August 2, 1992

Following wrestling since the age of five, many events flow to mind. Yet, only two resonate harder than watching Ron Simmons and Kofi Kingston win world championships. Granted, Ron Killings enjoyed two NWA title reigns and the Rock enjoyed a half-dozen. Yet, the first two mentioned elicit both a big smile and teary eyes.

For Ron Simmons to win the WCW World Heavyweight championship, we need to flashback to 1982. I am eight years old. After watching Bob Backlund overcome the odds once again to retain, I asked my father why aren't there Black champions. Furthermore, I asked why S.D. Jones always looked good to start the match but always lost. he said, " ain't no way, they will let a ****** win the belt." That thought remained in my head until that bout aired. Additionally, my father remembered his words and looked thrilled to retract them. Then, I mumbled something about Black presidents and he roiled his yes. He died six years after that card.

April 7, 2019

Physically, Kofi Kingston does not cut a remarkable silhouette, not a body guy. At the same time, he manages to connect with crowds, even getting pancakes and unicorn horns over. In reality, Kingston stands a shade above six feet and weighs a feather over 200 pounds. In the eighties, he would probably serve as fodder for Killer Khan or Earthquake. Now, he performed in front of seventy thousand people. Suspension of disbelief of not, that three count echoes through history, tipping the cap to all the talented who were held back.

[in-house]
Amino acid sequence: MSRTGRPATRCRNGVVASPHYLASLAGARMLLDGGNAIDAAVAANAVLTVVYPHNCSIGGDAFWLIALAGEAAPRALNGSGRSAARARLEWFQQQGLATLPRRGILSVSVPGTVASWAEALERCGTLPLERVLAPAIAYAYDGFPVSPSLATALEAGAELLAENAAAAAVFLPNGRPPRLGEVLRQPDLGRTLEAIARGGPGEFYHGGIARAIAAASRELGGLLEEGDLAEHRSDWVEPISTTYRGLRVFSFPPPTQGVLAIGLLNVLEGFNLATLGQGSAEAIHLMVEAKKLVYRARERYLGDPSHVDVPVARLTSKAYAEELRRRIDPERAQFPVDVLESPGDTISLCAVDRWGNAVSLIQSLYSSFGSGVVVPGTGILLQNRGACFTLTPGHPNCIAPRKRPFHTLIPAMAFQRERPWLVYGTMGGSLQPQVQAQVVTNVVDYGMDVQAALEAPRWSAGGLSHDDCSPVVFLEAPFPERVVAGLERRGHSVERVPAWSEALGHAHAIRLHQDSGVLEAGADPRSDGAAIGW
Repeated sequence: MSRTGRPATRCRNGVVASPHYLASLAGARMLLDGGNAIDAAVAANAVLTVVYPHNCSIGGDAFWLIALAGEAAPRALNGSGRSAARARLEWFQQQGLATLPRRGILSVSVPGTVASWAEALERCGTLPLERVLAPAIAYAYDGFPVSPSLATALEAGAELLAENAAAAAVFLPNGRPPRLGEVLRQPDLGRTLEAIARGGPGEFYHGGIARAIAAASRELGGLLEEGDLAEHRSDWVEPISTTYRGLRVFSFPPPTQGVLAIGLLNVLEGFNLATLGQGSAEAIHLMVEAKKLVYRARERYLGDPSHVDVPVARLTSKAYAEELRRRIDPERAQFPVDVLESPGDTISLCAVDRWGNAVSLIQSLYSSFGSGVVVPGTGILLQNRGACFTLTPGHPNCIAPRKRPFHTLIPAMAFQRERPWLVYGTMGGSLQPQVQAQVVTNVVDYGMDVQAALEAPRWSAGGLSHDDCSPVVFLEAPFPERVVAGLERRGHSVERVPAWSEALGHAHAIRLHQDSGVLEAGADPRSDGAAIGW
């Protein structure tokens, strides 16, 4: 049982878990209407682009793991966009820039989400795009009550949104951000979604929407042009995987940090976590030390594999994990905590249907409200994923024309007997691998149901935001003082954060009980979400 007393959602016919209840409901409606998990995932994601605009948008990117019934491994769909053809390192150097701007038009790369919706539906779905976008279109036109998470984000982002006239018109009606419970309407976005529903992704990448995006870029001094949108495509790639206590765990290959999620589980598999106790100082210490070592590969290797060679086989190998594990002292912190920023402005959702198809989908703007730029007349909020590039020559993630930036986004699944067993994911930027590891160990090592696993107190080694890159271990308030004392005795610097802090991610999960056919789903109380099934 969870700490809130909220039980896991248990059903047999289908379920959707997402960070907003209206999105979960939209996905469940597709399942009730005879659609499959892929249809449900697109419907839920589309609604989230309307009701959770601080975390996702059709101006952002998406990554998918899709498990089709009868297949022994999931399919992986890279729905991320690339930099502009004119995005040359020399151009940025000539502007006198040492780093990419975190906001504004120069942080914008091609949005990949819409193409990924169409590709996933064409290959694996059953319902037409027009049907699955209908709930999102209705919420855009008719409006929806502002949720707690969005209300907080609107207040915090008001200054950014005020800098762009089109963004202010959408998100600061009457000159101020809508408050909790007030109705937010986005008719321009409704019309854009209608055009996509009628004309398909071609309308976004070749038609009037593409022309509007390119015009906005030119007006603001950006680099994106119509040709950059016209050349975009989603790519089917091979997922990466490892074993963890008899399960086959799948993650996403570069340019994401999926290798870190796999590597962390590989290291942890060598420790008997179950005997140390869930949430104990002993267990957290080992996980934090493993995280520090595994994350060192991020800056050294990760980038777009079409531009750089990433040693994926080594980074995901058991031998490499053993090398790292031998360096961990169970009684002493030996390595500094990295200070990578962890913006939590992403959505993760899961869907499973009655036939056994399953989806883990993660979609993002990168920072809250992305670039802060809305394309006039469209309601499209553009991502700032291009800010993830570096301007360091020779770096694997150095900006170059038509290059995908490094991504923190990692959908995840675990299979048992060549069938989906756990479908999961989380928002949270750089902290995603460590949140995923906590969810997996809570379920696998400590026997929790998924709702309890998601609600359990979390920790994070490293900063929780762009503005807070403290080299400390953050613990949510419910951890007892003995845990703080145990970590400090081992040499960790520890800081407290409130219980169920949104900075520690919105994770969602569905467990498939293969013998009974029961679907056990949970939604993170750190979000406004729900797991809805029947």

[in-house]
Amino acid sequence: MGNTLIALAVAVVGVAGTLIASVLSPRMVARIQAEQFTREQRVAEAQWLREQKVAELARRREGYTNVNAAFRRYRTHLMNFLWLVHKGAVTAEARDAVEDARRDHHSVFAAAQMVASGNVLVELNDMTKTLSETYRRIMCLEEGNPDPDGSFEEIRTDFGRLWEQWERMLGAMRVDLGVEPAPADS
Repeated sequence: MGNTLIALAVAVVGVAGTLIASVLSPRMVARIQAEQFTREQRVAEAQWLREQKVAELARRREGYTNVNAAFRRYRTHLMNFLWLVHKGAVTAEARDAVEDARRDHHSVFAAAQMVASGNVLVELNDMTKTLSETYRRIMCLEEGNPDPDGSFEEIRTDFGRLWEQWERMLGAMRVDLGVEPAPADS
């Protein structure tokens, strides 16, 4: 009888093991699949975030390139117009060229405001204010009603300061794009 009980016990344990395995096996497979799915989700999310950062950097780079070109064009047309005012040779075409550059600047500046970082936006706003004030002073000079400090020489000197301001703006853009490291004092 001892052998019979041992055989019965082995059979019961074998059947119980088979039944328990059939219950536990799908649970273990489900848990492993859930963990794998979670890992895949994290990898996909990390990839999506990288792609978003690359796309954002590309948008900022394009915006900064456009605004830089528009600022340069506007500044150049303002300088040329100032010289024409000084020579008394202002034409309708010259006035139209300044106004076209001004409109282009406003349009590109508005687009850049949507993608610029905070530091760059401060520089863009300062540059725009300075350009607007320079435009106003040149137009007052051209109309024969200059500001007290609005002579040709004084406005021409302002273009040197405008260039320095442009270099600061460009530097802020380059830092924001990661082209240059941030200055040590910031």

The video of MVP and Shad Gaspard rejoicing induces tears just watching. In sports and life, the constant need to break barriers wears on us. Sports entertainment or not, the entire Kofi saga captivated fans worldwide and opened the door for fans of color to rejoice. When Rey Mysterio and Eddie Guerrero captured the belt, friends of Latino descent, and fans of the product rejoiced. Why? One of their own stood in what many believed, was a White man’s ring, holding the title aloft.

The Reversal

The 1990s evolved into a flashpoint for change. While Ron Simmons drew praise, holding the WCW title with dignity, a different type of heel emerged. Like him or not, respect the legacy or don’t, New Jack’s mic skills turned the business on its collective ear. For the first time, a Black heel enraged the audience with a cadence and rhetoric sure to inflame long-simmering hostilities. Vividly, some who defended Roddy Piper as edgy, crumpled under the weight of their own hypocrisy when Jerome Young turned the tables. Did he wrestle well? No. Should anyone condone the numerous in-ring assaults? No. However, by putting voice to the mic, one promo stands as a change in course.

Far Better Place

From a booking/continuity balance, modern professional wrestling pales in comparison to eras past. The lack of coherent storylines affects a major company while an overreliance on talking segments plagues another. Notwithstanding, seeing new Black stars rise every year elevates the sport to a higher plane. My son turns eight years old in September. In his short life, a time without seeing a Black titleholder does not exist. All he knows is watching people who look just like him, serving as the company’s face.

Why This Matters

Already, the “all lives matter” contingent prepared to camp in the comment section. This is not about the desires of the myopic. Representation matters. A product connects itself to its audience by relating. Above all else, the representation shows significant progress. Imagine the bigoted promoters of yesterday, watching Swerve Strickland or Bianca Belair leading their brand, engaging millions of people around the globe, helping make the promotion hand over fist. America is the name written across our passports. On the other hand, America has an atrocious history, in regard to the treatment of Black people. It is difficult to love a country that never loved you back. Yet, seeing strides in wrestling sends a small but impassioned message that change, occasionally inevitable, becomes necessary.